The warnings of academics about the institutional biases of Murdoch's news outlets are longstanding and the bias is so great that it has a statistically detectable effect. In the USA, a University study from 2011 found that those who watched Murdoch's Fox News channel were less knowledgeable about current events even than those who watched no news at all - in other words, Fox News spreads misinformation26.”
“Democracy is rule for the people27. The democratic process is designed to avoid dictatorships and totalitarianism by making government accountable for its actions through voting and legal sanctions. There are different ways to implement democracy. Party-based democracy is where the electorate (those who can vote) choose a governing party (out of several) every few years, based on their overall policies and style. Direct democracy has the people vote on an issue-by-issue basis.
The separation of powers means that no particular government organ has unfettered control. The rule of law applies to all: politicians from the ruling party and from other parties, rich businessmen, and poor citizens, are all subject to the same equalities and restrictions. Human rights are protected by allowing reporters, watchdogs and civilian concern groups to scrutinize government. Government must not come to represent a sole ethnic or religious group (i.e., it should be secular and unbiased), and there should be no laws that grant particular freedoms to particular ethnic or religious groups, and likewise, no laws that specifically prohibit them. People are judged by actions, not beliefs. In today's international world, all efforts should be made to prevent citizens and organisations from conducting illegal enterprises in ways that evade national or international law, and as such, regional and international agreements are an essential part of facilitating the rule of law. Good national governance is not a simple affair, and those in power should be dedicated to their job, highly educated and capable.”
The Guardian. Respectable and generally well researched UK broadsheet newspaper. See Which are the Best and Worst Newspapers in the UK?.
The Times. UK newspaper, was once a quality newspaper but over the last two decades has fallen below several other papers. Part of Murdoch's News International empire since 1981. See Which are the Best and Worst Newspapers in the UK?.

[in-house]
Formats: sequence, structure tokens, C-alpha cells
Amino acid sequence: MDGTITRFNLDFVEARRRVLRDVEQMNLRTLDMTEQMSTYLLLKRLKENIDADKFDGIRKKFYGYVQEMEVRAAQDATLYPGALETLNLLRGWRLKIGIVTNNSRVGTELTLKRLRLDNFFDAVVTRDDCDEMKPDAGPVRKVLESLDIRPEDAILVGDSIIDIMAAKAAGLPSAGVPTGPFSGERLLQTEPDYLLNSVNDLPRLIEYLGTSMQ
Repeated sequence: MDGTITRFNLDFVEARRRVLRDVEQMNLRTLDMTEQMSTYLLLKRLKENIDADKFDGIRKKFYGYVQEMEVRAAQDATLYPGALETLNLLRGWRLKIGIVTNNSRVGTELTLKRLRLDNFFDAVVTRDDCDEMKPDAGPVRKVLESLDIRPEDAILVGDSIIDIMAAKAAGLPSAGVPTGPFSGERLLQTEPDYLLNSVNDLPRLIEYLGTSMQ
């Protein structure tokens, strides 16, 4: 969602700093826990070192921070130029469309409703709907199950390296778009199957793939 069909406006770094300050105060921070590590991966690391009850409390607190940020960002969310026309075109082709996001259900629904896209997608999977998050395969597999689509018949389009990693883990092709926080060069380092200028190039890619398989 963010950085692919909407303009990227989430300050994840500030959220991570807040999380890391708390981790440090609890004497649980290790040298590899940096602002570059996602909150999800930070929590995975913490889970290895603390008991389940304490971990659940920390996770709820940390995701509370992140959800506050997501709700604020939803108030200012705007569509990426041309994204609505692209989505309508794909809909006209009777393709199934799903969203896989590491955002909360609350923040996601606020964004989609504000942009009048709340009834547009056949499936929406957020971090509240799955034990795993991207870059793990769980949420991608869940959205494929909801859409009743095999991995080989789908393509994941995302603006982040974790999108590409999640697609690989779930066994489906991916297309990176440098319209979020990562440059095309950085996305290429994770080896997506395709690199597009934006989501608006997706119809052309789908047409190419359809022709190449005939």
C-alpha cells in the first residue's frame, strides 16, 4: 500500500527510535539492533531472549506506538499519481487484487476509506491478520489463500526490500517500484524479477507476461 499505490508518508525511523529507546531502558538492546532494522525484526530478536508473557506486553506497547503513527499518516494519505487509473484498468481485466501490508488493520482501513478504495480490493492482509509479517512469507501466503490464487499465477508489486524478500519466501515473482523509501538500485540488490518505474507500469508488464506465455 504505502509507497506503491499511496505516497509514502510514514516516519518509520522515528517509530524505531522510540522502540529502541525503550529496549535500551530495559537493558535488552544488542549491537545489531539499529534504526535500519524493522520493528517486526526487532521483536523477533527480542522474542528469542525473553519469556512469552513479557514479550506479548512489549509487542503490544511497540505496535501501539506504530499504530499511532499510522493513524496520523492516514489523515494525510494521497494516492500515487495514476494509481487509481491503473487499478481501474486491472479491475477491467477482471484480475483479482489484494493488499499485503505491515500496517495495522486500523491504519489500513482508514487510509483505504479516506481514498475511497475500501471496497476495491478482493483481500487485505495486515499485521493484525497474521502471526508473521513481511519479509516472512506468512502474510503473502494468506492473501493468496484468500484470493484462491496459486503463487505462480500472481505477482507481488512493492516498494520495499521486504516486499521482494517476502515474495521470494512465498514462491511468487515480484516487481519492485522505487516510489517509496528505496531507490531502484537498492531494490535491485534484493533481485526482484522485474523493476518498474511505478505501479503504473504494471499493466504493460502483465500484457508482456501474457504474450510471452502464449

The Economist. Published by The Economist Group, Ltd. A weekly newspaper in magazine format, famed for its accuracy, wide scope and intelligent content. See vexen.co.uk/references.html#Economist for some commentary on this source.
Anderson, M S
(1985) The Ascendancy of Europe 1815-1914. Second edition. Published by Pearson Education Limited, Essex, UK. Anderson is Professor Emeritus of International History in the University of London and a fellow of the Royal Historical Society.
(2005) Democracy: A Beginner's Guide. Published by Oneworld Publications, Oxford, UK.
(2008) Flat Earth News. Hardback. Published by Chatto & Windus, Random House, London, UK.
ESRC. The Economic and Social Research Council
(2009) Britain in 2010. Annual Magazine of the Economic and Social Research Council.
(2003) Political Ideologies. 3rd edition. First edition 1992. Published by Palgrave MacMillan.
(2004, Ed.) Politics UK. 5th edition. With Dennish Kavanagh, Michael Moran and Phillip Norton. First published 1991. Pearson Education Ltd.
Leveson, Lord Justice
(2012) The Leveson Inquiry. Subtitled "An Inquiry Into the Culture, Practices and Ethics of the Press". Dated 2012 Nov. Published by The Stationary Office as an official UK government document. Available for download from www.official-documents.gov.uk . The full report is spreadh across 4 volumes, totalling 2000 pages. I've used the 48-page Executive Summary which contains numbered paragraphs and these as referenced directly. Accessed 2016 Nov 09.
(2000) Sword and Scales: An Examination of the Relationship Between Law and Politics. Hart Publishing Ltd, Oxford, UK. Prof. Loughlin is Professor of Law at the University of Manchester, UK, and Professor of Public Law-elect at the London School of Economics & Political Science, UK.